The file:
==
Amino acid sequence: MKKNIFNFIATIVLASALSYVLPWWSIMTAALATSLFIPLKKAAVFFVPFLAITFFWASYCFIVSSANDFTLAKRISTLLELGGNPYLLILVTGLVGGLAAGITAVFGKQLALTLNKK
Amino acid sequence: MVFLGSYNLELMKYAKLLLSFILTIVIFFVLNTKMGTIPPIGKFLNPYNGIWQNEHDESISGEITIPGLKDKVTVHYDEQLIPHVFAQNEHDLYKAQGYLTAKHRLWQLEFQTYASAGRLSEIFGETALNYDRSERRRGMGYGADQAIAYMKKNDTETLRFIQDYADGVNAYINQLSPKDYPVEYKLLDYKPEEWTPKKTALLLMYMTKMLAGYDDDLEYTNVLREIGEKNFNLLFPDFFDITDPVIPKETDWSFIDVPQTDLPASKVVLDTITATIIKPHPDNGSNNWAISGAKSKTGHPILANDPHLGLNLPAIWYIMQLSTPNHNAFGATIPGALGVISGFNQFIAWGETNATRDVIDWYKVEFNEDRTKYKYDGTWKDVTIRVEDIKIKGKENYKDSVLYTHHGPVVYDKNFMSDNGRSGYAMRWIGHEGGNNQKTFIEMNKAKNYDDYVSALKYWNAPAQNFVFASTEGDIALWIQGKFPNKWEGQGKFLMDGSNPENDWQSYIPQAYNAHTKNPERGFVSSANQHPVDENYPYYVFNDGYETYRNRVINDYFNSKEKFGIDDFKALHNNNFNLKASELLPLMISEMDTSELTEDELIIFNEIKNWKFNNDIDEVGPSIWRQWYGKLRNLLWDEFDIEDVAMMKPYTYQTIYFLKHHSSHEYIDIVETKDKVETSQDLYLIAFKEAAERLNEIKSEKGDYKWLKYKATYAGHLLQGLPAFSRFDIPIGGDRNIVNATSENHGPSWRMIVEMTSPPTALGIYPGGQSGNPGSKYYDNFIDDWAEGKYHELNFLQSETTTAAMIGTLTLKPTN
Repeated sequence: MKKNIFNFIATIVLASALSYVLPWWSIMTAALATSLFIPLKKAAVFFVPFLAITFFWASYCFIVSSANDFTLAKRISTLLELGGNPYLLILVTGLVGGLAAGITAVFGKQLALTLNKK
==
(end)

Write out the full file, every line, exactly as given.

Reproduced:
Amino acid sequence: MKKNIFNFIATIVLASALSYVLPWWSIMTAALATSLFIPLKKAAVFFVPFLAITFFWASYCFIVSSANDFTLAKRISTLLELGGNPYLLILVTGLVGGLAAGITAVFGKQLALTLNKK
Amino acid sequence: MVFLGSYNLELMKYAKLLLSFILTIVIFFVLNTKMGTIPPIGKFLNPYNGIWQNEHDESISGEITIPGLKDKVTVHYDEQLIPHVFAQNEHDLYKAQGYLTAKHRLWQLEFQTYASAGRLSEIFGETALNYDRSERRRGMGYGADQAIAYMKKNDTETLRFIQDYADGVNAYINQLSPKDYPVEYKLLDYKPEEWTPKKTALLLMYMTKMLAGYDDDLEYTNVLREIGEKNFNLLFPDFFDITDPVIPKETDWSFIDVPQTDLPASKVVLDTITATIIKPHPDNGSNNWAISGAKSKTGHPILANDPHLGLNLPAIWYIMQLSTPNHNAFGATIPGALGVISGFNQFIAWGETNATRDVIDWYKVEFNEDRTKYKYDGTWKDVTIRVEDIKIKGKENYKDSVLYTHHGPVVYDKNFMSDNGRSGYAMRWIGHEGGNNQKTFIEMNKAKNYDDYVSALKYWNAPAQNFVFASTEGDIALWIQGKFPNKWEGQGKFLMDGSNPENDWQSYIPQAYNAHTKNPERGFVSSANQHPVDENYPYYVFNDGYETYRNRVINDYFNSKEKFGIDDFKALHNNNFNLKASELLPLMISEMDTSELTEDELIIFNEIKNWKFNNDIDEVGPSIWRQWYGKLRNLLWDEFDIEDVAMMKPYTYQTIYFLKHHSSHEYIDIVETKDKVETSQDLYLIAFKEAAERLNEIKSEKGDYKWLKYKATYAGHLLQGLPAFSRFDIPIGGDRNIVNATSENHGPSWRMIVEMTSPPTALGIYPGGQSGNPGSKYYDNFIDDWAEGKYHELNFLQSETTTAAMIGTLTLKPTN
Repeated sequence: MKKNIFNFIATIVLASALSYVLPWWSIMTAALATSLFIPLKKAAVFFVPFLAITFFWASYCFIVSSANDFTLAKRISTLLELGGNPYLLILVTGLVGGLAAGITAVFGKQLALTLNKK